Lord Kerr of Kinlochard, the career bureaucrat who drafted Article 50, is being pushed hard by the mainstream media after repeating old claims that Brexit can be reversed.
Outlets such as George Osborne’s Evening Standard and commentators like BBC and LBC presenter James O’Brien have been hailing the 75-year-old’s “intervention” in a seemingly co-ordinated push — although it is, in fact, old news, as he made exactly the same claims in March and July.
O’Brien, in particular, keen to stress His Lordship’s supposedly unimpeachable expert status and great intellect after interviewing him — although he neglected to mention that the Remain campaigner has also argued that Britain needs immigration because “native Brits are so bloody stupid”.
Raving europhile Lord Kerr sparked anger today after he said the UK needed immigration because British people were "too bloody stupid"! pic.twitter.com/DPh9XPdqlf
— LEAVE.EU (@LeaveEUOfficial) November 18, 2016
“In my view, immigration is the thing that keeps this country running,” he pronounced in November 2016.
“We native Brits are so bloody stupid that we need an injection of intelligent people, young people from outside who come in and wake us up from time to time.”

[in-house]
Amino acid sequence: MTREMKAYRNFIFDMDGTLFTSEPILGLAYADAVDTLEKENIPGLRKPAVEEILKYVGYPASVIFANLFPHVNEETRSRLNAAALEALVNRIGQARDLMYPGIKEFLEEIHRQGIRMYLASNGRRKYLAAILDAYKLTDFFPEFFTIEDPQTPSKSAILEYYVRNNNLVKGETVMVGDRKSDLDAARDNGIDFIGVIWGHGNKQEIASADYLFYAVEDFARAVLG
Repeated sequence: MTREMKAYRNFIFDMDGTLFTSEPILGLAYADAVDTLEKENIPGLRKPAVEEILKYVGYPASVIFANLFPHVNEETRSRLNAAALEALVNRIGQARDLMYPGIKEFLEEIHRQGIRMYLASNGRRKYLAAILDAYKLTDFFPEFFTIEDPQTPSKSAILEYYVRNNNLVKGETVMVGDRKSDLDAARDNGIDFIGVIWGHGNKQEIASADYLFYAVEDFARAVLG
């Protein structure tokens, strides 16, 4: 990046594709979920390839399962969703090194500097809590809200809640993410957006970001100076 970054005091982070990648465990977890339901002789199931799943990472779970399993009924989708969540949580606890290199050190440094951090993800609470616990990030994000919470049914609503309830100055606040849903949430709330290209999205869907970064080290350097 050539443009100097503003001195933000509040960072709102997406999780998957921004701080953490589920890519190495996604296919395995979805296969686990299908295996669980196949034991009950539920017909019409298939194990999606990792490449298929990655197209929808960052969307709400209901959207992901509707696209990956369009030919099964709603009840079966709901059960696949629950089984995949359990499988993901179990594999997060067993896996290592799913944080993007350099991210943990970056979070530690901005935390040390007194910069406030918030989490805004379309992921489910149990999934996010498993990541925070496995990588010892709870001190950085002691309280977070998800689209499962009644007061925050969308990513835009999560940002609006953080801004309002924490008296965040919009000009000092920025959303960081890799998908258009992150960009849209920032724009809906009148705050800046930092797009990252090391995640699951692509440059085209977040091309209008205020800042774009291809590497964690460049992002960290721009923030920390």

Following the outburst, commentator Quentin Letts described Lord Kerr as “the authentic, drawling voice of the European elite”, and “smoulderingly angry about the Brexit vote”.
Letts noted: “For decades he had been a leading proponent of the European superstate.
“He was ambassador to the EU and helped to write the EU constitution (including Article 50, its exit route). He is now having to watch the whole caboodle run smack into a wall.
“The poor fellow’s cosy little world has imploded.”
— Open Britain (@Open_Britain) November 10, 2017
Kerr helped to draft the failed European Constitution as Secretary-General of the Convention on the Future of Europe, or European Convention, under the direction of French ex-president and euro-federalist Valéry Giscard d’Estaing, which recommended the European Union be officially renamed as ‘The United States of Europe’.
The European Constitution was sunk by referendums rejecting it in France and the Netherlands, but quickly repackaged the Lisbon Treaty.
Only the Republic of Ireland had a referendum on the rebranded constitution and they also rejected it, but were simply forced to vote again.
Legal text written by Lord Kerr for the constitution was “pasted” into the Lisbon Treaty, although Lord Kerr has conceded it was not designed with countries like the United Kingdom in mind — as he believed only “a dictatorial regime” could possibly consider leaving.